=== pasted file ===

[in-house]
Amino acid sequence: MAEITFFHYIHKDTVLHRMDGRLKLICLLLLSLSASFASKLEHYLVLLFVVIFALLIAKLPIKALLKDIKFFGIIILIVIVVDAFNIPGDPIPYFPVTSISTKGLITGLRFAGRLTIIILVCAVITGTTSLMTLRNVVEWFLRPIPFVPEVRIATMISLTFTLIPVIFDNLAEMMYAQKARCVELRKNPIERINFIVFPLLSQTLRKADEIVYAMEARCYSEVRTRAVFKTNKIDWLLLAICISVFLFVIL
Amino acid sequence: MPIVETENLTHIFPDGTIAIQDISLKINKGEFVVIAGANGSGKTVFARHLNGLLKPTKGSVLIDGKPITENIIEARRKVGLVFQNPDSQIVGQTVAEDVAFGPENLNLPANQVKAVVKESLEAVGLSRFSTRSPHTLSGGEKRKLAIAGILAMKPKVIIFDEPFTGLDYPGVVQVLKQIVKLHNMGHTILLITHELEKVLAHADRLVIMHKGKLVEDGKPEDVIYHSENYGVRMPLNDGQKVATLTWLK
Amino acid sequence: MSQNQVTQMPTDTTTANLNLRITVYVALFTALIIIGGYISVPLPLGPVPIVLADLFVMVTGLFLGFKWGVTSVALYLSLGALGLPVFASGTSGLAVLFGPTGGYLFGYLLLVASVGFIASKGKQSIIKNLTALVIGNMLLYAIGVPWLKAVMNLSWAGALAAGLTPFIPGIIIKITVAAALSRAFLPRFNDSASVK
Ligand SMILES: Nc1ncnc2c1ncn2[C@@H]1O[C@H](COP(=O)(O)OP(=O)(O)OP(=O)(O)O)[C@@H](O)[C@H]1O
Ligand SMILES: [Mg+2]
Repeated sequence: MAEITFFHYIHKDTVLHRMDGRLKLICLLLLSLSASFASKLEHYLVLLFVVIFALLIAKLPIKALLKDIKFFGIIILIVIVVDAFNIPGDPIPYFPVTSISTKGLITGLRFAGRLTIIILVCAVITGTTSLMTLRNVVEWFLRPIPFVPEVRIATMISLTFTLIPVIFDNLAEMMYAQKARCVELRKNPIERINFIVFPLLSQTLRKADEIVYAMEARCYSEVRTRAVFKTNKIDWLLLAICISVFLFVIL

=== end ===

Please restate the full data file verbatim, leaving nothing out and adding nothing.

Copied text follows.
[in-house]
Amino acid sequence: MAEITFFHYIHKDTVLHRMDGRLKLICLLLLSLSASFASKLEHYLVLLFVVIFALLIAKLPIKALLKDIKFFGIIILIVIVVDAFNIPGDPIPYFPVTSISTKGLITGLRFAGRLTIIILVCAVITGTTSLMTLRNVVEWFLRPIPFVPEVRIATMISLTFTLIPVIFDNLAEMMYAQKARCVELRKNPIERINFIVFPLLSQTLRKADEIVYAMEARCYSEVRTRAVFKTNKIDWLLLAICISVFLFVIL
Amino acid sequence: MPIVETENLTHIFPDGTIAIQDISLKINKGEFVVIAGANGSGKTVFARHLNGLLKPTKGSVLIDGKPITENIIEARRKVGLVFQNPDSQIVGQTVAEDVAFGPENLNLPANQVKAVVKESLEAVGLSRFSTRSPHTLSGGEKRKLAIAGILAMKPKVIIFDEPFTGLDYPGVVQVLKQIVKLHNMGHTILLITHELEKVLAHADRLVIMHKGKLVEDGKPEDVIYHSENYGVRMPLNDGQKVATLTWLK
Amino acid sequence: MSQNQVTQMPTDTTTANLNLRITVYVALFTALIIIGGYISVPLPLGPVPIVLADLFVMVTGLFLGFKWGVTSVALYLSLGALGLPVFASGTSGLAVLFGPTGGYLFGYLLLVASVGFIASKGKQSIIKNLTALVIGNMLLYAIGVPWLKAVMNLSWAGALAAGLTPFIPGIIIKITVAAALSRAFLPRFNDSASVK
Ligand SMILES: Nc1ncnc2c1ncn2[C@@H]1O[C@H](COP(=O)(O)OP(=O)(O)OP(=O)(O)O)[C@@H](O)[C@H]1O
Ligand SMILES: [Mg+2]
Repeated sequence: MAEITFFHYIHKDTVLHRMDGRLKLICLLLLSLSASFASKLEHYLVLLFVVIFALLIAKLPIKALLKDIKFFGIIILIVIVVDAFNIPGDPIPYFPVTSISTKGLITGLRFAGRLTIIILVCAVITGTTSLMTLRNVVEWFLRPIPFVPEVRIATMISLTFTLIPVIFDNLAEMMYAQKARCVELRKNPIERINFIVFPLLSQTLRKADEIVYAMEARCYSEVRTRAVFKTNKIDWLLLAICISVFLFVIL